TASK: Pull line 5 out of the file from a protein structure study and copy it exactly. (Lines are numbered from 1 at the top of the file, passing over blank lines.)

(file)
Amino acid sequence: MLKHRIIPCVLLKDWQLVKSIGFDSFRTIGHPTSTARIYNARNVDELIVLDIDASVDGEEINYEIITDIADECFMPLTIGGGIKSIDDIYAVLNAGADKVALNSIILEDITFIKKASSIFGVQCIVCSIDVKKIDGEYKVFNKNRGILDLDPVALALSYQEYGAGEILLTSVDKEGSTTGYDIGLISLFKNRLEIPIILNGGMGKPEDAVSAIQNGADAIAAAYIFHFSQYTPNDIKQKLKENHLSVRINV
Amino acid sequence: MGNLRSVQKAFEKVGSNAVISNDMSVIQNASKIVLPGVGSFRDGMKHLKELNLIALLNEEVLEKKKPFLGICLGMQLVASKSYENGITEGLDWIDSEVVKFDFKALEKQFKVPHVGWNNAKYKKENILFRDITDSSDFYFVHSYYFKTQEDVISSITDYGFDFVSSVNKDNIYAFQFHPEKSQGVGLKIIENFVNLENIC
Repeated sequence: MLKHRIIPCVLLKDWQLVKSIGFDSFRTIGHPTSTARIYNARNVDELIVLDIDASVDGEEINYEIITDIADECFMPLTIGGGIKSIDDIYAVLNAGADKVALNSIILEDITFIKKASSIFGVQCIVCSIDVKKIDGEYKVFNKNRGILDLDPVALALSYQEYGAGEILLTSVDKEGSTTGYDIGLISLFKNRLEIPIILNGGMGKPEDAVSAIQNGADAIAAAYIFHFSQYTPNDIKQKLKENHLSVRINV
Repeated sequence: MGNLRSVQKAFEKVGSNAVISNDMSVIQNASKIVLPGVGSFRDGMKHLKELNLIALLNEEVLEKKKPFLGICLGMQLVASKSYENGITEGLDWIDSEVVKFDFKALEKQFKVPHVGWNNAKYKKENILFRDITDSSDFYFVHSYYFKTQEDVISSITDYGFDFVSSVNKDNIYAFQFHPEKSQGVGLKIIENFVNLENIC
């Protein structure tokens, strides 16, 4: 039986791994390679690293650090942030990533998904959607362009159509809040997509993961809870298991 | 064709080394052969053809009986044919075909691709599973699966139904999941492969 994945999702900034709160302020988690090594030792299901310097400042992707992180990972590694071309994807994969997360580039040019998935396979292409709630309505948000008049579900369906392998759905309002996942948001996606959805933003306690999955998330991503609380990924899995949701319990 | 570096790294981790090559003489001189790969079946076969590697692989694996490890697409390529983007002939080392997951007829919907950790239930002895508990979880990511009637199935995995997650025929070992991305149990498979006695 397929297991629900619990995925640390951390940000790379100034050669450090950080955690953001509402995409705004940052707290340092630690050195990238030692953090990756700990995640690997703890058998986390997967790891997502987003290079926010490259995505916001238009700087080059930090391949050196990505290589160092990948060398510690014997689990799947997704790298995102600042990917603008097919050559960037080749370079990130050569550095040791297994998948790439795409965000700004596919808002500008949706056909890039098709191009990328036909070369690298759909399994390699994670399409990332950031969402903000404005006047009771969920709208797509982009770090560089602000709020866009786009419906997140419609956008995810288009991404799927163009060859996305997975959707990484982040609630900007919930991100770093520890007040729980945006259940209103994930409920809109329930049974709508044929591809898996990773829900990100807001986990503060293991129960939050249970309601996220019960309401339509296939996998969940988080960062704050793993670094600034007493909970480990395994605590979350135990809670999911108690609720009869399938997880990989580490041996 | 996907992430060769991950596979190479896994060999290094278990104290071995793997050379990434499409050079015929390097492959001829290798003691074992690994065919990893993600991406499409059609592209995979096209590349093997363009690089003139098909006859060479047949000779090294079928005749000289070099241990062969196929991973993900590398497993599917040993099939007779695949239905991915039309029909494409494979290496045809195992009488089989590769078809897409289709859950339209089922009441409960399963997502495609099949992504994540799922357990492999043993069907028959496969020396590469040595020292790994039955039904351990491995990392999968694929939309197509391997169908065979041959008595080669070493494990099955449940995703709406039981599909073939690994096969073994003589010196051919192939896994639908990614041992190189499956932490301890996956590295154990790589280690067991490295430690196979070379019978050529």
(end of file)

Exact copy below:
């Protein structure tokens, strides 16, 4: 039986791994390679690293650090942030990533998904959607362009159509809040997509993961809870298991 | 064709080394052969053809009986044919075909691709599973699966139904999941492969 994945999702900034709160302020988690090594030792299901310097400042992707992180990972590694071309994807994969997360580039040019998935396979292409709630309505948000008049579900369906392998759905309002996942948001996606959805933003306690999955998330991503609380990924899995949701319990 | 570096790294981790090559003489001189790969079946076969590697692989694996490890697409390529983007002939080392997951007829919907950790239930002895508990979880990511009637199935995995997650025929070992991305149990498979006695 397929297991629900619990995925640390951390940000790379100034050669450090950080955690953001509402995409705004940052707290340092630690050195990238030692953090990756700990995640690997703890058998986390997967790891997502987003290079926010490259995505916001238009700087080059930090391949050196990505290589160092990948060398510690014997689990799947997704790298995102600042990917603008097919050559960037080749370079990130050569550095040791297994998948790439795409965000700004596919808002500008949706056909890039098709191009990328036909070369690298759909399994390699994670399409990332950031969402903000404005006047009771969920709208797509982009770090560089602000709020866009786009419906997140419609956008995810288009991404799927163009060859996305997975959707990484982040609630900007919930991100770093520890007040729980945006259940209103994930409920809109329930049974709508044929591809898996990773829900990100807001986990503060293991129960939050249970309601996220019960309401339509296939996998969940988080960062704050793993670094600034007493909970480990395994605590979350135990809670999911108690609720009869399938997880990989580490041996 | 996907992430060769991950596979190479896994060999290094278990104290071995793997050379990434499409050079015929390097492959001829290798003691074992690994065919990893993600991406499409059609592209995979096209590349093997363009690089003139098909006859060479047949000779090294079928005749000289070099241990062969196929991973993900590398497993599917040993099939007779695949239905991915039309029909494409494979290496045809195992009488089989590769078809897409289709859950339209089922009441409960399963997502495609099949992504994540799922357990492999043993069907028959496969020396590469040595020292790994039955039904351990491995990392999968694929939309197509391997169908065979041959008595080669070493494990099955449940995703709406039981599909073939690994096969073994003589010196051919192939896994639908990614041992190189499956932490301890996956590295154990790589280690067991490295430690196979070379019978050529």